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NEWS & FORTEANA

Breaking Bad Cornish Edition

By editorial assistant Sandi Toxic

Posted May 08, 2014
Bude, Cornwall
Hey, Bude: Take a small town and make it better. (Check bottom for credit)

Colin Leggo's latest documentary details the drama of one man's battle to save his beloved Cornwall from up-country trickery, greed and legal loopholes.


When the Cornish people were officially granted minority status by them lot up Lunnun this past April 24, there was an unprecedented outpouring of joy across the entire known world, plus other parts beyond Cornwall as well.

However, as detailed in Colin Leggo's latest gritty exposé, there's no such thing as a free cream tea.


CRAFTY BUGGERS
Them's crafty buggers up Whitehall, see, and so, in a desperate attempt to wriggle out of their commitments and simultaneously nick a quick quid or two, them Lunnun types then announced that only a people with at least two cities to their name could be a true minority in the eyes of their law.

Cartographers, geographers and pub regulars alike were quickly drafted in across the Duchy, itself now recognised as the poorest part of the UK, to appraise the situation.

And trust me, it didn't look good.

Much to everyone's astonishment, it turned out that Par wasn't actually a city after all.

Only Truro, it transpired, could be classed as one on account of it having one of them big church things and a proper bookshop, something that quickly ruled out St Austell's bid for cityhood.

The world held its breath.

Suddenly, it seemed that Cornwall's hard-won victory was about to crumble to nothing, like a sea-battered sandcastle in the shape of a standing cock.



Par, Cornwall
Par: Apparently, it's not a city so they reckon. (Check bottom for credit)


DARKEST HOUR
Worse still, a closer reading of the minority declaration revealed a legal loophole whereby Cornwall, lacking a second city, could now be bought by "any part of the UK", including England.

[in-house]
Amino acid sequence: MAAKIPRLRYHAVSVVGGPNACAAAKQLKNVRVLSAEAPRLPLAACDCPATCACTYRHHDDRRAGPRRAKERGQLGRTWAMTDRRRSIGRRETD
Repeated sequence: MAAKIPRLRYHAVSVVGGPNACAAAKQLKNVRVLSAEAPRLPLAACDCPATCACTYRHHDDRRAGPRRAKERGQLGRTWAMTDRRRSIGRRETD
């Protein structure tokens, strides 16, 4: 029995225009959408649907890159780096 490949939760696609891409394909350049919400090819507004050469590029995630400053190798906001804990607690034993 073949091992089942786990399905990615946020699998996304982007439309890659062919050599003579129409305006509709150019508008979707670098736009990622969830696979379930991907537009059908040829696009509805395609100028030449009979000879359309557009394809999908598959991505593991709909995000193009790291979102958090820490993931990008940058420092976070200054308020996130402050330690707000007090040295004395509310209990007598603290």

Without doubt, it was the Cornish people's darkest hour since the Battle of Hingston Down in 838.

Who could possibly save them now?

Step forward Frank Trebilcock, a man who would not rest until he had turned his native town of Bude into a city to rival the splendour of Bradford or Rome.

The rest, as they say, is history.

Or in this case, another top-notch piece of cutting-edge journalism from the lens of Colin Leggo.

Watch it now.

T'is bleddy smart, be.

And what's more, it's all f--kin' true, I tell ee.




The above video is embedded on the Rake & Herald from Colin Leggo's Oscar-worthy YouTube channel that you can and must have a mooch round here. Then, when you've done that, why not follow Colin on FaceBook and Twitter if you're into that sort of thing? Go on. We bleddy do.


See also Planet Cornwall, posted 3/4/14, and Cornwall poorer than Poland, posted 7/5/14, among many others.


Sandi Toxic
was raised by wolves inside a disused clay pit near Lanjeth. You can befriend her on FaceBook here. She is still quite feral.


Picture credits

Top and thumb: Illustration by Ignatius Rake using original images by Lewis Clarke; Geoff Barker; powerbooktrance; and AMC/Fleshgrinder.

Bottom: Par Post Office by Dr Neil Clifton.

For licensing information click the above links.


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